We have seen support for labor unions rise to 68 percent, the highest level since the 1950s—because most Americans recognize a need for more balance in our labor market and our politics and that unions are the most powerful option for achieving that balance.

We have seen the share of nonunion workers who would vote for a union if they had a chance rise to about 50%, up from a third in the 1990s and the 1970s.

And we have seen a wave of new organizing anchored in local industries such as home care, child care, and higher education, within which SEIU in Boston, the United Steelworkers in Pittsburgh, and the American Federation of Teachers in Philadelphia have metro-wide projects.

In recent months, organizing in local industries has burst into national consciousness thanks to the unionization of roughly 200 Starbucks across the country, including 15 and counting in Pennsylvania.

The Starbucks example points to one modification since 1995 to my thinking about how we get a union comeback: this could come through the confluence of organizing in the giants of the American economy and of local industries.

Big companies have come to dominate more and more of U.S. industries nationally and regionally since the 1990s. Big companies may be viciously anti-union—think Walmart and, in health care in Pennsylvania, UPMC. But if they are organized, their sheer size and their demonstration effects make fast union membership growth possible.

This happened at General Motors in 1937 and 1938, when a sit-down strike at one plant sparked companywide organization, and then unionization of Ford, Chrysler, and auto suppliers. It helps that, if the biggest companies in a regional or national market get unionized, they have an incentive to encourage the unionization of their competitors, too, to take wages and benefits out of competition.

Amazon is another giant company where workers have achieved a watershed victory recently. In terms of capital mobility, and the ability to shut down any warehouse that unionizes, Amazon is an intermediate case. The company needs facilities near all its customers and transportation routes from suppliers to customers. Since Pennsylvania is between many places that make products (the Midwest, Asia) and large numbers of customers, Amazon has no choice but to have a significant presence in Pennsylvania.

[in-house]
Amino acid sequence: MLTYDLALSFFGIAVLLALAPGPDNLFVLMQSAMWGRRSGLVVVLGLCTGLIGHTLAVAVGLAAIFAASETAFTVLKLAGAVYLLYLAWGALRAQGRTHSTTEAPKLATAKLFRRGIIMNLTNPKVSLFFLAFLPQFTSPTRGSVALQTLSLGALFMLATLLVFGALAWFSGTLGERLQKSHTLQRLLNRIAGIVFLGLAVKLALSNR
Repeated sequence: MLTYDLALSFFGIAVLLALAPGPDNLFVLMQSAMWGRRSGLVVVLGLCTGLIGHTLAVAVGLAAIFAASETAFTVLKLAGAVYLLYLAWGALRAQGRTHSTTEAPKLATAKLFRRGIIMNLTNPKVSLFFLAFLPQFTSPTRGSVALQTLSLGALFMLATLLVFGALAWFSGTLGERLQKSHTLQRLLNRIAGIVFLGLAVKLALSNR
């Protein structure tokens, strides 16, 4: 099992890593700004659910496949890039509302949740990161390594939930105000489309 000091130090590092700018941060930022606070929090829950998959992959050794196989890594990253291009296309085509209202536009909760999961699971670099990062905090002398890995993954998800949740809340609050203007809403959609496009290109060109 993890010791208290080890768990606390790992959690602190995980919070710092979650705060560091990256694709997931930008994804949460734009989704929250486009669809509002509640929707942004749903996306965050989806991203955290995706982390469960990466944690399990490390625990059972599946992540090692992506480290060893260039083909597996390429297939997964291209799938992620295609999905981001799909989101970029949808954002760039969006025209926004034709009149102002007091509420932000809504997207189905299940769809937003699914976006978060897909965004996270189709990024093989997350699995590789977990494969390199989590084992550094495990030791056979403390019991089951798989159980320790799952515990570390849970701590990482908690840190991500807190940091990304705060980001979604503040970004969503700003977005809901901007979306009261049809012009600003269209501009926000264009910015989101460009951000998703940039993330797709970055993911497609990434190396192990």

Summing up, the prospects are better now than ever for a union comeback to go viral through the intersection of union organizing in giant corporations and in locally rooted industries tied to where their customers are.

In local industries, workers and unions can make progress one community at a time—in the Philadelphia and Pittsburgh coffee shop sectors, for example. Once they get a foothold in one community, big corporate structures can serve as a conduit for union organizing from one community to another—as has happened at Starbucks.

An organizing wave in giant corporations and local industries could unite and lift wages for workers of every race and gender.

Of course, some corporations and anti-union politicians will fight tooth-and-nail to crush this incipient mass movement and preserve the 1 percent economy. That makes the choices voters make in November critical: if Pennsylvanians elect a new governor and legislature that have workers interest at heart, Pennsylvania can consolidate a new era of shared prosperity.

Stephen Herzenberg is an economist and the executive director of the Keystone Research Center, a labor-friendly think-tank. He writes from Harrisburg.

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Capital-Star Guest Contributor
Capital-Star Guest Contributor

The Pennsylvania Capital-Star welcomes opinion pieces from writers who share our goal of widening the conversation on how politics and public policy affects the day-to-day lives of people across the commonwealth.